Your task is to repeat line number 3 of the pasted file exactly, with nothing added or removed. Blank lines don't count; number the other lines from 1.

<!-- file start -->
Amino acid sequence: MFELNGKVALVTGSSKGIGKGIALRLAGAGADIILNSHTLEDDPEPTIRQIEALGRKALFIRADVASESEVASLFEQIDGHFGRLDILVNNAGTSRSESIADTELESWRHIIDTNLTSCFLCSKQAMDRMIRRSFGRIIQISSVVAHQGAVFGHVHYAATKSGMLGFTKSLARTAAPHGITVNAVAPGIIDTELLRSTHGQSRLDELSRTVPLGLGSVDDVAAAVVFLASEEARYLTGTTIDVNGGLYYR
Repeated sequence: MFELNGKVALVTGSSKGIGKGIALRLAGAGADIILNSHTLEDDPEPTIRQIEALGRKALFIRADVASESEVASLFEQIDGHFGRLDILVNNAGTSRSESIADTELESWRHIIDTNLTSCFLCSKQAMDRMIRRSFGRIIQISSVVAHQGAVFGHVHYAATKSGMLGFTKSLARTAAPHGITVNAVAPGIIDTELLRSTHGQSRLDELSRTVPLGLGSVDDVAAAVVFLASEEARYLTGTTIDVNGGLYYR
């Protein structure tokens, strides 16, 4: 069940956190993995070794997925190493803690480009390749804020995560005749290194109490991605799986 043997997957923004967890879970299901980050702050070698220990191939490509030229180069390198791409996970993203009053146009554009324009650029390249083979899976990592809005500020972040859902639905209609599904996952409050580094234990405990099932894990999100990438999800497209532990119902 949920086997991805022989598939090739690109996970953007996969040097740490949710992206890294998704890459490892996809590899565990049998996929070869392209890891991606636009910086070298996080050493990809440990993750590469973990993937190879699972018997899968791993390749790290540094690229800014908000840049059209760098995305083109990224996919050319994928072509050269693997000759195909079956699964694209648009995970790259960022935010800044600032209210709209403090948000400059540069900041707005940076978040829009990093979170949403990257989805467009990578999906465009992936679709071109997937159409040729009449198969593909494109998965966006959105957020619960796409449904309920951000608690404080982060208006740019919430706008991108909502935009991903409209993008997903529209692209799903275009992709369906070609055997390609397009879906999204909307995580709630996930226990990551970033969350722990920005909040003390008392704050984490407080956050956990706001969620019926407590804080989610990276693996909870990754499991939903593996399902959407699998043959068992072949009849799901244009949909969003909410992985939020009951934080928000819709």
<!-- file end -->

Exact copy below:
């Protein structure tokens, strides 16, 4: 069940956190993995070794997925190493803690480009390749804020995560005749290194109490991605799986 043997997957923004967890879970299901980050702050070698220990191939490509030229180069390198791409996970993203009053146009554009324009650029390249083979899976990592809005500020972040859902639905209609599904996952409050580094234990405990099932894990999100990438999800497209532990119902 949920086997991805022989598939090739690109996970953007996969040097740490949710992206890294998704890459490892996809590899565990049998996929070869392209890891991606636009910086070298996080050493990809440990993750590469973990993937190879699972018997899968791993390749790290540094690229800014908000840049059209760098995305083109990224996919050319994928072509050269693997000759195909079956699964694209648009995970790259960022935010800044600032209210709209403090948000400059540069900041707005940076978040829009990093979170949403990257989805467009990578999906465009992936679709071109997937159409040729009449198969593909494109998965966006959105957020619960796409449904309920951000608690404080982060208006740019919430706008991108909502935009991903409209993008997903529209692209799903275009992709369906070609055997390609397009879906999204909307995580709630996930226990990551970033969350722990920005909040003390008392704050984490407080956050956990706001969620019926407590804080989610990276693996909870990754499991939903593996399902959407699998043959068992072949009849799901244009949909969003909410992985939020009951934080928000819709």